A Brave Writer Inspired Homeschool Planning Guide

If you don't already know, I'm a huge fan of the Brave Writer Lifestyle.  That's because it's much, much more than writing guides or a homeschool curriculum.  It is a lifestyle.  Of connection.  Of flexibility.  Of engaged learning.  All of which I want in my home and I'm guessing you do too.

To allow for the flexibility the Brave Writer Lifestyle offers, I created a Brave Writer Inspired homeschool planning guide.  It's nothing more than a graphic that I've printed off and tucked into the front of my planner.  But despite it's simplicity, it has become an integral part of my monthly, weekly, and sometimes daily planning.

I learned long ago that for things to flow smoothly in our homeschool and for us to make the most of our precious days together, I need to be intentional with our time.  I need to think ahead to include things like Poetry Tea Time or a trip to the theater. 

The graphic lists core learning areas that we intend to work on each week, sometimes multiple times a week.  Our work with The Wand ,  The Arrow , and The Writer's Jungle are part this time.  The bi-weekly section are activities, we typically enjoy every other week,  while the Block schedule section lists the subjects that we aim to explore in an extended block of time throughout the month.  Sometimes we get to all three in a week, but some months we find ourselves immersed in a science or history topic that we just don't want to pull away from.

The icing on the cake are the things we sprinkle throughout the year.  Our Documentary Day   and family movie night happen quite regularly, especially during the winter months.  Party school, a time when we celebrate a topic we're learning about through a themed party, happens only 2-3 times a year.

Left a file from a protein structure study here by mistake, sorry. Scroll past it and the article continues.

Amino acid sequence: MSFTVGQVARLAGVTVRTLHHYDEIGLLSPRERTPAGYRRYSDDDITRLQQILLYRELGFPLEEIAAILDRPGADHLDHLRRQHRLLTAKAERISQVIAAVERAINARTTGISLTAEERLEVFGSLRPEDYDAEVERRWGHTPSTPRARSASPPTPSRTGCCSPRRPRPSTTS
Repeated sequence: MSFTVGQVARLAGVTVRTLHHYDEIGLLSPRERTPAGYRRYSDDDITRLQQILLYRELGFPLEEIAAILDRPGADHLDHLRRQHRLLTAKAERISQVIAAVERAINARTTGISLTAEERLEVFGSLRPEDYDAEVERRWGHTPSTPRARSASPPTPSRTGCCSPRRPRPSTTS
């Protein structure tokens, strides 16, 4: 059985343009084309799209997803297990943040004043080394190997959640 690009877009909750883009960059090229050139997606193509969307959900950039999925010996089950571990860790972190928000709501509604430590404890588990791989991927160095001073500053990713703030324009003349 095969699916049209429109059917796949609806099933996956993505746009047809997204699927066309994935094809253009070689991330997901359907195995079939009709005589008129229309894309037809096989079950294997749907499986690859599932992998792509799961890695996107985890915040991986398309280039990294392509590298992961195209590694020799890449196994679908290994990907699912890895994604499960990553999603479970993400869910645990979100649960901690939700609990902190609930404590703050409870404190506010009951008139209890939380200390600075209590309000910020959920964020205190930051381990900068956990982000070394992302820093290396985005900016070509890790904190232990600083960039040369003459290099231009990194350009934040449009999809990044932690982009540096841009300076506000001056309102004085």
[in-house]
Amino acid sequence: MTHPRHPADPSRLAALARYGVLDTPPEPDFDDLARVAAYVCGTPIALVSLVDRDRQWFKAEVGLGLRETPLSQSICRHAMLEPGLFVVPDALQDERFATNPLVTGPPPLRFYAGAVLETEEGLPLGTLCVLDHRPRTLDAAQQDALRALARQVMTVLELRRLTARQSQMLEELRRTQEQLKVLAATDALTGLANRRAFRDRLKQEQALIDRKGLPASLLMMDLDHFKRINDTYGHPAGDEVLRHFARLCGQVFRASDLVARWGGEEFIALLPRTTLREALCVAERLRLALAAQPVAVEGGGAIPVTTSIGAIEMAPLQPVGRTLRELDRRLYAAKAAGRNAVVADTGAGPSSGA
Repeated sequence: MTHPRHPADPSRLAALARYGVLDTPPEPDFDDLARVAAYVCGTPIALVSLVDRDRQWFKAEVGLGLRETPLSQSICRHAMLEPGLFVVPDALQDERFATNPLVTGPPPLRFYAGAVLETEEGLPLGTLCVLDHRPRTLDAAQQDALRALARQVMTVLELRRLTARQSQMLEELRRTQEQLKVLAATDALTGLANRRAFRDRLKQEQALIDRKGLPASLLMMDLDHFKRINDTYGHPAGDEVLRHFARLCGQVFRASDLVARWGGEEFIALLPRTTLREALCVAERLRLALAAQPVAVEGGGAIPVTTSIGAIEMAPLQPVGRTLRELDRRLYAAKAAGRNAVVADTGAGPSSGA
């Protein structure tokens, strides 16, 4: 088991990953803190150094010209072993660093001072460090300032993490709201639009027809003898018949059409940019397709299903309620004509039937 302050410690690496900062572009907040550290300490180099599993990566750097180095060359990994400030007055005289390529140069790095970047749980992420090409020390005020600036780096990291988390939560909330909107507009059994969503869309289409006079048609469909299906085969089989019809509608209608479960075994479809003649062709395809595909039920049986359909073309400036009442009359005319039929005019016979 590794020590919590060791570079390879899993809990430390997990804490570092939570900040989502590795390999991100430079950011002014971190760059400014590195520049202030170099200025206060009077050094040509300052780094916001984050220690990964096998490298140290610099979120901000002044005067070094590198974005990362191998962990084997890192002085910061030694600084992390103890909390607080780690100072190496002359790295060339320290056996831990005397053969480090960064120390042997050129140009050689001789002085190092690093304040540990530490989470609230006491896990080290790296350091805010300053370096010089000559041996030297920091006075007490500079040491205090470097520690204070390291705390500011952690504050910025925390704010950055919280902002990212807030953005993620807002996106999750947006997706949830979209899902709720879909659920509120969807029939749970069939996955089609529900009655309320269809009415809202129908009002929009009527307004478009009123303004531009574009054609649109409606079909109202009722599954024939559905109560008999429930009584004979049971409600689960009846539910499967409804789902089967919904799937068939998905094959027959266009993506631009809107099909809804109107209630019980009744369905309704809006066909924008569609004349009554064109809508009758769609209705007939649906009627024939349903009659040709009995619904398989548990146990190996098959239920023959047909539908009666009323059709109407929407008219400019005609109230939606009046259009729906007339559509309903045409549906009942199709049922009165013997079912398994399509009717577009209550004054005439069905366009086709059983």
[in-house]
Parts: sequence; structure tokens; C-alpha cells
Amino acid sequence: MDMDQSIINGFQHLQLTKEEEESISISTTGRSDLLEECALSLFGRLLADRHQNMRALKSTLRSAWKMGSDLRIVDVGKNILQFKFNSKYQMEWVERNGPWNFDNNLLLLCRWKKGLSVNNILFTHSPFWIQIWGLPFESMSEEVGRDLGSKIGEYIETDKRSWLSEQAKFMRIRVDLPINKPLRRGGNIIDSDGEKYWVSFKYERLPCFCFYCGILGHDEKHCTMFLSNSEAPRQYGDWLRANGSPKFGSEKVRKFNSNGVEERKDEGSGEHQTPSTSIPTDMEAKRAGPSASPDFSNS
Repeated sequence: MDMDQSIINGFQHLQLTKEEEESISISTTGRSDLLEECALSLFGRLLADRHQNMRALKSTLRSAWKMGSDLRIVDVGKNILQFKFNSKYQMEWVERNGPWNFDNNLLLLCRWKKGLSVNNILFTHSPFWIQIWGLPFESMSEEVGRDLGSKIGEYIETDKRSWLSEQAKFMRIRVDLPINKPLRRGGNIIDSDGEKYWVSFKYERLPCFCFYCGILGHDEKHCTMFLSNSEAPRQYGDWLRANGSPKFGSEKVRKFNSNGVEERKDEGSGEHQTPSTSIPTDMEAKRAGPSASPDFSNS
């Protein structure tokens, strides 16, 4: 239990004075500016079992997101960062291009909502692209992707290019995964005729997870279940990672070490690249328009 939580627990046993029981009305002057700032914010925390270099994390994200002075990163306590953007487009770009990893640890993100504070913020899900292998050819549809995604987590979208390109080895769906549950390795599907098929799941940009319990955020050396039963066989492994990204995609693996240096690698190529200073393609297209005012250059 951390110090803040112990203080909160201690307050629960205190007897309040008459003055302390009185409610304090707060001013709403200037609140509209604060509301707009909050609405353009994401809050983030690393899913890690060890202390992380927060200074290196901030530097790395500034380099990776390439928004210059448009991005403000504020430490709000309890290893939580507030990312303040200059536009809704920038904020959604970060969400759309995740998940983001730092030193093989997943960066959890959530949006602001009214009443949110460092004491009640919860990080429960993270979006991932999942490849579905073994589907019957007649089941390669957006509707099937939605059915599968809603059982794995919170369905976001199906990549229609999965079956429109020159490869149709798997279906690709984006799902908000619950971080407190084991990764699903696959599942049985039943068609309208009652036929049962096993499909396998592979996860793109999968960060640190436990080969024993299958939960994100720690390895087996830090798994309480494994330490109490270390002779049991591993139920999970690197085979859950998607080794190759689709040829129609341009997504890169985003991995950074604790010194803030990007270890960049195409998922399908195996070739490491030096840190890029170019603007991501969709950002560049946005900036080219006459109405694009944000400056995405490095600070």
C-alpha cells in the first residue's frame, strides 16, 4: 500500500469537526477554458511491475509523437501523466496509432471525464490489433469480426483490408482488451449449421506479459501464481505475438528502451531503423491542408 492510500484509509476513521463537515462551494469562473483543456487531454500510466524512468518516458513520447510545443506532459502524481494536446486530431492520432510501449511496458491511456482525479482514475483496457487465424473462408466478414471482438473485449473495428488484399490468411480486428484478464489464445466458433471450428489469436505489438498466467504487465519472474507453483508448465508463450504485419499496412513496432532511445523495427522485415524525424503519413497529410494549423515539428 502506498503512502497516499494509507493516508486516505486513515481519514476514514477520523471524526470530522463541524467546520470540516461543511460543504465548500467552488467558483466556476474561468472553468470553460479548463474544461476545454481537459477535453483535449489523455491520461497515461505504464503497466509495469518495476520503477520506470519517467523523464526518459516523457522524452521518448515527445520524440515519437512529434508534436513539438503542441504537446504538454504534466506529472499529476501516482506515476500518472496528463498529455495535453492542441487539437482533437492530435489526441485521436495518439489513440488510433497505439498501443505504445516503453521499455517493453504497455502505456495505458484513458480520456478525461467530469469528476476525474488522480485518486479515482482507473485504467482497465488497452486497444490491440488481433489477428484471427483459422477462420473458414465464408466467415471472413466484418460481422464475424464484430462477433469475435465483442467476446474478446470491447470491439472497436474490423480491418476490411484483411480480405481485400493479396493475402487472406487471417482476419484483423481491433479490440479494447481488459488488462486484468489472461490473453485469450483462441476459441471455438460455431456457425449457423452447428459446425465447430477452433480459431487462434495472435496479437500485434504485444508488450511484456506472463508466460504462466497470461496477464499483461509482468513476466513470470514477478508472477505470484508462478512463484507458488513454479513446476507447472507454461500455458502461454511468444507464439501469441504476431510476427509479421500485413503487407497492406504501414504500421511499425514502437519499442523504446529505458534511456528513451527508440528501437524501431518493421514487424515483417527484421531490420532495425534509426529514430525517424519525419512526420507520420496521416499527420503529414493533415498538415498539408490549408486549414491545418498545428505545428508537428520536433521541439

As you can see, there is a lot of flexibility with this approach.  If you're a family that loves science, maybe that would be listed in Core Learning.  Perhaps you have a co-op day so you need to do a long math block on Thursdays.  With the Brave Writer Lifestyle, you can do that!  The beauty is that every family can tailor it to their own needs and interests.  You can take some.  Leave some.  Change it up.  Whatever works for you.  In doing so, I think you'll find the engaged learning and connection with your kids that is at that heart of a happy homeschool.  Feel free to pin a copy from my Pinterest page.  Happy Homeschooling!

{This post contains affiliate links.  When you click on those links to make purchases,
Nurtured Roots receives compensation at no cost to you.  Thank you!}

 

Download your copy!

* indicates required

Documentary Day: February Edition

The days of winter are short, but they can feel so long, especially when you’re home all day.  Sibling squabbles, sniffles & sleepless nights, long weeks of gray skies can start to wear on even the most enthusiastic of homeschool moms (and kids).   If this sounds like you and your family, I’ve got a solution for you: Documentary Day!